WINNIPEG — The Manitoba government is once again tightening COVID-19 rules in the southern health region, where vaccination rates are low and case counts are high.
People in the southern region will now be required to self-isolate if anyone in their home shows COVID-19 symptoms or is deemed a close contact of a case and is awaiting test results. There are exceptions for some people, such as those who are fully vaccinated or who have had COVID-19 in the last six months.
Household members in the rest of the province will continue to not have to self-isolate in such cases unless they themselves show symptoms.
"We're seeing rates of infection that are really high in that region," deputy chief public health officer Dr. Jazz Atwal said Tuesday.
"Disproportionately, the cases are there. Disproportionately, we're seeing hospitalizations coming from southern health."
The move comes less than two weeks after the province imposed a 50 per cent capacity limit on retail businesses in the southern region, while leaving the other four regions untouched.
Southern health has roughly 15 per cent of Manitoba's population but had more active COVID-19 cases than any other region on Tuesday, provincial data indicates. It also accounted for seven of the nine deaths reported since Friday, and 161 of the 479 new cases in that time.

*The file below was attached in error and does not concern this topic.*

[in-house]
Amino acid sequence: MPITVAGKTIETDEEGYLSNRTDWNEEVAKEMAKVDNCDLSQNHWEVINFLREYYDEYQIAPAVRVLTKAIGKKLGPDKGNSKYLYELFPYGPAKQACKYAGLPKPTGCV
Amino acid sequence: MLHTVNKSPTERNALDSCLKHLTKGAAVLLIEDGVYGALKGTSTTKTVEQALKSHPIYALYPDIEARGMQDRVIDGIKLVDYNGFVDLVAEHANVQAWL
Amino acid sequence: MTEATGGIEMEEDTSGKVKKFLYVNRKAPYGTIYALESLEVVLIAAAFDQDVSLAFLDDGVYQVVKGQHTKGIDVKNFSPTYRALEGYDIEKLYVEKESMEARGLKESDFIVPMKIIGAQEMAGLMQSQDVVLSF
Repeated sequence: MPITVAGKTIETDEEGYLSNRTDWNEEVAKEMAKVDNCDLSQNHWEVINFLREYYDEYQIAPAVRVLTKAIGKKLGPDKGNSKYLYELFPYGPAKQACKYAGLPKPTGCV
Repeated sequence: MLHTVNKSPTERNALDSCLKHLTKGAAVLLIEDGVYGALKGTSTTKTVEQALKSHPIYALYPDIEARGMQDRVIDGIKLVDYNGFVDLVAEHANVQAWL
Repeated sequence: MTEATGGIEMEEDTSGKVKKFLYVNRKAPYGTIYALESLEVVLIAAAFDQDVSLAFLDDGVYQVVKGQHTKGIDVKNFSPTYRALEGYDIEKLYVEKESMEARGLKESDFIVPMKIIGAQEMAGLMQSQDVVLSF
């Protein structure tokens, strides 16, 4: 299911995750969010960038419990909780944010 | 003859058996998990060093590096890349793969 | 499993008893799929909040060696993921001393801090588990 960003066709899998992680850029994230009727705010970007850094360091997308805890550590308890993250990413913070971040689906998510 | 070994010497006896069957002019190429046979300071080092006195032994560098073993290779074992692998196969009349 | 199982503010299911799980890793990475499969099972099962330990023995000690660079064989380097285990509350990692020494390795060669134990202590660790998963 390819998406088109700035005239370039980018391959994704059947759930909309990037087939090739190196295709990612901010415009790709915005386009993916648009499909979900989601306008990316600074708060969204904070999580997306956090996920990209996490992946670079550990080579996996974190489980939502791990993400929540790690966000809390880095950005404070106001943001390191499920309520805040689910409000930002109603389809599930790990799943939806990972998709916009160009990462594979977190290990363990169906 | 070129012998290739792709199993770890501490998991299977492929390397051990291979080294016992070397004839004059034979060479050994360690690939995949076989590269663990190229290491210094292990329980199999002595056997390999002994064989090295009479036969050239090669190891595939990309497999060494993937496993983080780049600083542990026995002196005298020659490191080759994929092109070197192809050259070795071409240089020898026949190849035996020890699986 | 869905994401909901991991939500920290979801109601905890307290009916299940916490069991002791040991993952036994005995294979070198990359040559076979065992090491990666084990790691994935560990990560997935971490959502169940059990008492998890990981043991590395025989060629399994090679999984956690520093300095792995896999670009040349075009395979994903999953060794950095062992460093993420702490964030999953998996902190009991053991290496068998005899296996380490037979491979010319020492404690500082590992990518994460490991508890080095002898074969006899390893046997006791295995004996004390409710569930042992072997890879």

While there are localized outbreaks in other areas, including some isolated communities in the north, the southern region is seeing general widespread transmission.
"We need to break up as many transmission chains as possible," Atwal said.
The government has tried to increase vaccination uptake in the southern region and Doctors Manitoba has held telephone town halls in the area to answer questions from people who are hesitant or opposed to the vaccine.
But the region continues to have the lowest rate of people with at least one vaccine dose — 67 per cent compared to the provincial average of almost 86 per cent. In one rural southern district, the rate is 25 per cent.
This report by The Canadian Press was first published Oct. 12, 2021
Steve Lambert, The Canadian Press